Delegates to the first Ibero-American Meeting of Interior and Public Safety Ministers agreed here Tuesday to create a working group that will standardize the way their respective countries measure crime rates.
The measure will be the first step for the coordination by Spain, Portugal and Latin America of an international system to fight organized crime.
This will be one of the points in the final document of the conference, which will include all agreements reached by representatives of the 21 countries taking part in this meeting, measures that will later be developed at November's Ibero-American Summit in the southern Spanish city of Cadiz.
Spanish Interior Minister Jorge Fernandez Diaz told a press conference that the project was first suggested by Brazil's justice minister, who had spoken of the need to be able to reach a "shared diagnosis" through a standardized system of measurements that would allow a coordinated response.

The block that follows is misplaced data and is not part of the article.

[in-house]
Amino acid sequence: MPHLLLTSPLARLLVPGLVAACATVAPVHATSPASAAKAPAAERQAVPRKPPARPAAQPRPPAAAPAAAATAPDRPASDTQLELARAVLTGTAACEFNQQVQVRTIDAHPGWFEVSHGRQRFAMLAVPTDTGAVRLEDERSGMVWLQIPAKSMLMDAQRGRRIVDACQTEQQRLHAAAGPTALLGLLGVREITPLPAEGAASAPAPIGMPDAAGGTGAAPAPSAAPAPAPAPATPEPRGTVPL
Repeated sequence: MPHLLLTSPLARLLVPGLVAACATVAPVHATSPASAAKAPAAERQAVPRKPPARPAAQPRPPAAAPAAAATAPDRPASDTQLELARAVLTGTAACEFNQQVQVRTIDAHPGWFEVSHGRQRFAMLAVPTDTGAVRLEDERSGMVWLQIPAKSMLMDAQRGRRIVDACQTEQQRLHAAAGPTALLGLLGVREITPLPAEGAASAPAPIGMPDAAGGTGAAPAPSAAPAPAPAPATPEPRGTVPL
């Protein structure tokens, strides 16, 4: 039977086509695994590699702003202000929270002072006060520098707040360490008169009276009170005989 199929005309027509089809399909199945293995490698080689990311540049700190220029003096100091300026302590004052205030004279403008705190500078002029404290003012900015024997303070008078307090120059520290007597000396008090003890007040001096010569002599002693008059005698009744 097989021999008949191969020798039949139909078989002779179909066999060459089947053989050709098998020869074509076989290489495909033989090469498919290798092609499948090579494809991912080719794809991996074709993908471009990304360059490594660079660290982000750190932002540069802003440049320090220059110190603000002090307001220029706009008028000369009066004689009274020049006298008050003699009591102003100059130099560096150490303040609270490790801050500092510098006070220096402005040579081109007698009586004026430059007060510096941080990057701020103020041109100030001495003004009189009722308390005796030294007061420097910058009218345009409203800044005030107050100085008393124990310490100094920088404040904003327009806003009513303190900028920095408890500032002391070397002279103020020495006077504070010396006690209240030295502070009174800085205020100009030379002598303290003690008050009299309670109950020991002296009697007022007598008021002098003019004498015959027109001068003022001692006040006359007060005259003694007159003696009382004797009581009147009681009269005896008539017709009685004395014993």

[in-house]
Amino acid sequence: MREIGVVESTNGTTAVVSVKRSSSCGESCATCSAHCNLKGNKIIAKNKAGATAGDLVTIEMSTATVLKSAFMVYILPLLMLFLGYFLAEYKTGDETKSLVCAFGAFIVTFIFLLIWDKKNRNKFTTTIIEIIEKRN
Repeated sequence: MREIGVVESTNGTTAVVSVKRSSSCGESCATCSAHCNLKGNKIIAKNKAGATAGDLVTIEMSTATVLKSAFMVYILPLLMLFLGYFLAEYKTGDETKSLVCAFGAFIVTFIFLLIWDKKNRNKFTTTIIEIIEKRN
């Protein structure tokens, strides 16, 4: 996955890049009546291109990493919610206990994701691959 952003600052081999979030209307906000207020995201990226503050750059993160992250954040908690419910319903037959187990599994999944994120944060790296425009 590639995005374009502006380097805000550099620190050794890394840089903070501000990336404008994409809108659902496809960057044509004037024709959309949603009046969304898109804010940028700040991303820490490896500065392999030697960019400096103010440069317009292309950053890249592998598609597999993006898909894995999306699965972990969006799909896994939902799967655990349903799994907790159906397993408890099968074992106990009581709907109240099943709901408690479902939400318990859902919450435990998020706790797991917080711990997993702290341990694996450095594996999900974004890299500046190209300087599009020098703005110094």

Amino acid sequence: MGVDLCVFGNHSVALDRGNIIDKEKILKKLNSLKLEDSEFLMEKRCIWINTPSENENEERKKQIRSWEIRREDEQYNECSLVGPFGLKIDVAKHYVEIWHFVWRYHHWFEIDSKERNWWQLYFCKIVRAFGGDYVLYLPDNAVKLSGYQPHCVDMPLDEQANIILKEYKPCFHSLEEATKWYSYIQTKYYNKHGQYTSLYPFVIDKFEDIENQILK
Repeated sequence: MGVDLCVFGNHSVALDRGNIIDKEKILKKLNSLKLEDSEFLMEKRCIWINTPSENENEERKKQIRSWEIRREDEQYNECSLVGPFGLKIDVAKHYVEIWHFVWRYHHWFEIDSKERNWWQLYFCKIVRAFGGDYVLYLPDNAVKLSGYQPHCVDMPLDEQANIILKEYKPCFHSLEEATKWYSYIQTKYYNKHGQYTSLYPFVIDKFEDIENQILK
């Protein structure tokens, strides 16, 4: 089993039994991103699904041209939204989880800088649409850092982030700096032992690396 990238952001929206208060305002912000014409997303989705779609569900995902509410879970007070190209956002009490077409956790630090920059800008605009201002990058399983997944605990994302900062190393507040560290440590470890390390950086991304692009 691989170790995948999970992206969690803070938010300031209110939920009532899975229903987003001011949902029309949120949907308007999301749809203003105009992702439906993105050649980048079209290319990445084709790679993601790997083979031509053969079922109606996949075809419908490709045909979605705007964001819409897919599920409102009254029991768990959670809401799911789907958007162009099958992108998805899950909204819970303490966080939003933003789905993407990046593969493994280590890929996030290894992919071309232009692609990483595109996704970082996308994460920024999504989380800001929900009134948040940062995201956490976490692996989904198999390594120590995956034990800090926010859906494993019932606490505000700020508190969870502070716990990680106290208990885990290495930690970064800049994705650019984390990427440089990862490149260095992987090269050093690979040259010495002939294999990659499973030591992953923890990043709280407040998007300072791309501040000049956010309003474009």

The final goal is "something like" the statistics service of the European Union - Eurostat - that compiles, groups and distributes statistical data from the 27 member-states.
Fernandez Diaz said that this point and the rest of the accords included in the Declaration of Valencia will not be simply rhetoric but rather "very concrete projects."
The conclusions of the gathering in this Mediterranean city will mean "important progress in security matters" for Latin American countries, whose citizens worry more every day about drug trafficking and terrorism, the Spanish minister, host of the meeting, said. EFE